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Too bad people forget the story of Rosa Parks – but then it’s been hard to see the documentary Eyes on the Prize over the past decade, thanks to unconstitutional copyright laws.

Am I a Criminal?

Naturally I keep up on the latest grim developments in copyright law. The new Enforcement of Intellectual Property Rights Act, which unsurprisingly “is strongly backed by the music and movie industries,” would “(allow) for the Department of Justice to bring civil suits against IP infringers.

Continue reading Am I a Criminal?

A Fair(y) Use Tale

Watch this now. It’s absolutely brilliant. And it’s 100% animated!

Music Industry Killing Internet Radio, Sita Sings the Blues

First, read this:
Music Industry Killing Internet Radio.

Now read this:
Spreadsheet of what same Music Industry wants me to pay them (.xls).
View spreadsheet as html here.

Continue reading Music Industry Killing Internet Radio, Sita Sings the Blues

Meanwhile, at Michael Sporn’s Splog…

…there’s a long rambling and somewhat provocative guest blog by me about 2D animation vs. live action, and the rise of 3D CGI. The comments are taking my mind off bed bugs for a few minutes.

When I rule the world,

loud thumping techno music will be banned. Also all food will be eaten sitting down, not standing in a crowded room off a teensy disposable plate held in one hand and a drink in the other.

Other than that, I’m having a great time at Tribeca!

Avian Transportation Theory

Aaron Simpson pointed me to this excellent mock-trailer:

Originally found on RichardDawkins.net, it’s a parody of what looks like a truly dumb “Intelligent Design” PR piece.

You’ll notice there’s a little clip of my short film The Stork at the beginning. No, the producers didn’t ask for permission and no, that doesn’t bother me because yes, I enjoyed the piece so much I’m honored to be included (also the clip is really brief – blink and you might miss it). But hey Sexpelled producers – get in touch anyway, I like your style.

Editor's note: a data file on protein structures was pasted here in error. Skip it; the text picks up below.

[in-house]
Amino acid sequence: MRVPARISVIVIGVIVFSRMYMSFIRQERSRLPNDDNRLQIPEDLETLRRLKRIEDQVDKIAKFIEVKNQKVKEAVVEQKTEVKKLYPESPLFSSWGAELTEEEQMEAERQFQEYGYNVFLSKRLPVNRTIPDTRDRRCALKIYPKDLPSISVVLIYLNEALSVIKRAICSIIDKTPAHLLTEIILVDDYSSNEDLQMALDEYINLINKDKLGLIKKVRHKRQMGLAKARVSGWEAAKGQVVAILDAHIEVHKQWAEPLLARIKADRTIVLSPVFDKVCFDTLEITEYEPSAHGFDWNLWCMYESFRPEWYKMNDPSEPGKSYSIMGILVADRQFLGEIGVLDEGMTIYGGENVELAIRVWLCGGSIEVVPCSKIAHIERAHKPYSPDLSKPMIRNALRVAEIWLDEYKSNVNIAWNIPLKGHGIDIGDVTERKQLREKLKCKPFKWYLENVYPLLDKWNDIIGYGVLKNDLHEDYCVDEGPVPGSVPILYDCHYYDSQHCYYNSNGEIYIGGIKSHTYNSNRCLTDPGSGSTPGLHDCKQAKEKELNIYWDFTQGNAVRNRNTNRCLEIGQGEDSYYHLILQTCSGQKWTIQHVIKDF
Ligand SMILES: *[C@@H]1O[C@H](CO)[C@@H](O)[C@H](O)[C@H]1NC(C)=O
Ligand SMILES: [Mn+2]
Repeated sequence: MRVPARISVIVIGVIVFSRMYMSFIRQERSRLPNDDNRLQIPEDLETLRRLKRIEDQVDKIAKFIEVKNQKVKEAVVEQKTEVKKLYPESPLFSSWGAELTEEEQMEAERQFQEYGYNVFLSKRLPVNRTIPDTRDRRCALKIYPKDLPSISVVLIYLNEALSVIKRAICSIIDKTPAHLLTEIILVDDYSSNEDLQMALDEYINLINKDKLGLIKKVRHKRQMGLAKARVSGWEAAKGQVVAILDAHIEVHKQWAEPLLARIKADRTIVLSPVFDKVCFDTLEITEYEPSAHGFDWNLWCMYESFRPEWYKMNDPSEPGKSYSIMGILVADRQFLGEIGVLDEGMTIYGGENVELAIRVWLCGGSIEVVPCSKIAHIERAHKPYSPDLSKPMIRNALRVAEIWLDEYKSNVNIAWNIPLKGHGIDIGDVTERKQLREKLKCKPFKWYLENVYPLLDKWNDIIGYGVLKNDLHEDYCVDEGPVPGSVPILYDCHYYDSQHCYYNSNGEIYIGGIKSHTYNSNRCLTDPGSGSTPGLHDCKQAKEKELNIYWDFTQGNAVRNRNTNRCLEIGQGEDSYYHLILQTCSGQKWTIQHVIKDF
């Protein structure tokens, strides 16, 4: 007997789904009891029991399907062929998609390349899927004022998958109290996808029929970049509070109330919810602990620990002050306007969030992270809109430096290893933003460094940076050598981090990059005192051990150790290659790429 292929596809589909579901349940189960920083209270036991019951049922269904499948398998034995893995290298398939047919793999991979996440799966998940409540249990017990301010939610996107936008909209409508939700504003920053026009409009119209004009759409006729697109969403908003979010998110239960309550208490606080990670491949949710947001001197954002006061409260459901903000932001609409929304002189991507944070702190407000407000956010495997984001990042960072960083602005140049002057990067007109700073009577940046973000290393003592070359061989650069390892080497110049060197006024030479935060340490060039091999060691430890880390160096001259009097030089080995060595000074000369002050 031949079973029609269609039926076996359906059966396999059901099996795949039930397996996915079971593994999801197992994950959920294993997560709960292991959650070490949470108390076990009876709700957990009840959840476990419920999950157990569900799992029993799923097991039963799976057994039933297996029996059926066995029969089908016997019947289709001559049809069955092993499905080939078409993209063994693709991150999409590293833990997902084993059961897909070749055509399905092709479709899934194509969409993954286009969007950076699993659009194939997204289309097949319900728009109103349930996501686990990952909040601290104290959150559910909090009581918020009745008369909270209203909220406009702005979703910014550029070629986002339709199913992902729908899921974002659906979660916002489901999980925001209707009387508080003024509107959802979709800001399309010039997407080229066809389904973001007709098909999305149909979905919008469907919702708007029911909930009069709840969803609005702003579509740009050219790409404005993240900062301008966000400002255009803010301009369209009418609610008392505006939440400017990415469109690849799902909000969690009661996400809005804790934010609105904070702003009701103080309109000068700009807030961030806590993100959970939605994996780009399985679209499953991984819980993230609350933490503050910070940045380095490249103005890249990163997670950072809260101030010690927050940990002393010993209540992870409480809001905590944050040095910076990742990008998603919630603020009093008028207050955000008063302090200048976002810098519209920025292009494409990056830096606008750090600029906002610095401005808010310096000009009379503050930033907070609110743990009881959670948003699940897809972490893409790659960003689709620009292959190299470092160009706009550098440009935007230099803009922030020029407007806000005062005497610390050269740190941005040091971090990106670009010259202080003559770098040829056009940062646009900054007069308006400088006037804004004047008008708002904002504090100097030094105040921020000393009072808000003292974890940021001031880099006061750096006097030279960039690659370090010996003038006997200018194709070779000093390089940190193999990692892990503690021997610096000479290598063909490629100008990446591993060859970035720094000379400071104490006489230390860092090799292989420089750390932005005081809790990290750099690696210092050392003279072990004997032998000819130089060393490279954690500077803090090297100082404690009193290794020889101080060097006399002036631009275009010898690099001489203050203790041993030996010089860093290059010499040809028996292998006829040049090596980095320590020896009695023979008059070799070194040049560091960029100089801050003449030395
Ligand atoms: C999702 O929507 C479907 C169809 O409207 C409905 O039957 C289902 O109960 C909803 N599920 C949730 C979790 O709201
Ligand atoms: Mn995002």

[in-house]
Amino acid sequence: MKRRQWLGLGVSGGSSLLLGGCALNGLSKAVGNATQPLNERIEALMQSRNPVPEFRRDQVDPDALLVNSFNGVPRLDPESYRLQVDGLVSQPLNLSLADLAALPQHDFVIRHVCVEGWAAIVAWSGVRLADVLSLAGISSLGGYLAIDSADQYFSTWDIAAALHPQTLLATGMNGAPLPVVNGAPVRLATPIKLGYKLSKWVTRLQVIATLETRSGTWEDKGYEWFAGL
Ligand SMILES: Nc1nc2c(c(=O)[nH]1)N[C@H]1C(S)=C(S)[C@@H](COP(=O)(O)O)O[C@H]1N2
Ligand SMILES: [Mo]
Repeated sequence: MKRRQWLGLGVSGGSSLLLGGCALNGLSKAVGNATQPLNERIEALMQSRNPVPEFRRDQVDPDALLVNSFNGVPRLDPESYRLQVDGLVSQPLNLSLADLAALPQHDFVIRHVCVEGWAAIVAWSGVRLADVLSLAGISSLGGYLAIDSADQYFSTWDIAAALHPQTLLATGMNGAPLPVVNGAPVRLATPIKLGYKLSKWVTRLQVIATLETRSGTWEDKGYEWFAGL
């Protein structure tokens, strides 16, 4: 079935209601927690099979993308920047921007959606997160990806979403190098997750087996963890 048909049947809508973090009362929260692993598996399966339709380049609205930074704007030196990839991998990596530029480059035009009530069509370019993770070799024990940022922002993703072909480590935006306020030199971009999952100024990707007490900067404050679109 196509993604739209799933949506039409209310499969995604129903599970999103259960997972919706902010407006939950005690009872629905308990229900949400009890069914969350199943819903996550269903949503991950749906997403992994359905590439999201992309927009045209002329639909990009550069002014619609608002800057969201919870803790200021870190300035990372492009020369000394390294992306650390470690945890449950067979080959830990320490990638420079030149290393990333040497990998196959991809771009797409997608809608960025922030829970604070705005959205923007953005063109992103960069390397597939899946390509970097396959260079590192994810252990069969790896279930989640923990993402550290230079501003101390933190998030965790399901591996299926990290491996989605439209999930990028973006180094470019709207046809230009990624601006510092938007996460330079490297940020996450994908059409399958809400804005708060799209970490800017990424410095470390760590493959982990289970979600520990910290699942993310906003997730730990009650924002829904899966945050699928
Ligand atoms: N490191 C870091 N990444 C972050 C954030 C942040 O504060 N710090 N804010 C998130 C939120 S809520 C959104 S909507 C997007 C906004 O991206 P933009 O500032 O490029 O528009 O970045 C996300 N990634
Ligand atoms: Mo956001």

Continue reading Avian Transportation Theory

Denmark!

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UPDATE: confirmed screening dates:

Copenhagen:
March 30 Empire Bio 15.00
April 6 Cinemateque 19.30
plus:
Aarhus: April 2 Ost for Paradise 18.00
Odense: April 4 Cafe Biografen 16.00

Sita is going to the NATFILM FESTIVAL in Copenhagen! Word is she’ll screen Saturday March 29 (I’ll be there!) and Sunday April 6 Cinematque at the Filmhouse in Copenhagen, but I don’t know what times yet. I also just learned one of my favorite films ever, Loins of Punjab Presents, will be at the festival too. Sita, Loins and Denmark: it’s a dream come true.

There’s something queer about “Sita”…

…because, much to my delight and surprise, she was listed as a TEDDY film: the GayLesbianBisexualTransgender category at the Berlinale. Films were classified as follows:

G / g : Gay
L / l : Lesbian
T / t : Transgender
GS : Gender Studies / Role Models
C : Queer Context

Sita Sings the Blues is “C: Queer Context.” The film may not be specifically pro-gay, but it’s pretty anti-het. Or maybe the film, like me, is so utterly non-straight it has to be queer. Whatever the reason, I am thrilled: queer cinema on the whole tends to be much more interesting than mainstream. Thanks, Teddy people!

‘Tis the Season

to Resist Christmas! “No Shopping, No Presents, NO GUILT.” Also visit the Christmas Resistance Blog.

King Corn

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Go see this movie. If you’re in New York, you can catch it at Cinema Village this week. If you’re not in New York, ask your local rep house to get it.

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Go! I’m not just saying this because I grew up in corn country.

Politician reveals humanity

This is an exceptionally moving video. Via StayFree: San Diego mayor Jerry Sanders made an announcement last week regarding same-sex marriage. If you haven’t seen it, I urge you to take 5 minutes right now and watch.

The Trap

Astute reader/luncher Andrew directs our attention to this very interesting BBC series, The Trap:

Above is episode two; see also episodes one and three.

Behold How History Is Written!

Very Similar to how sausages are made.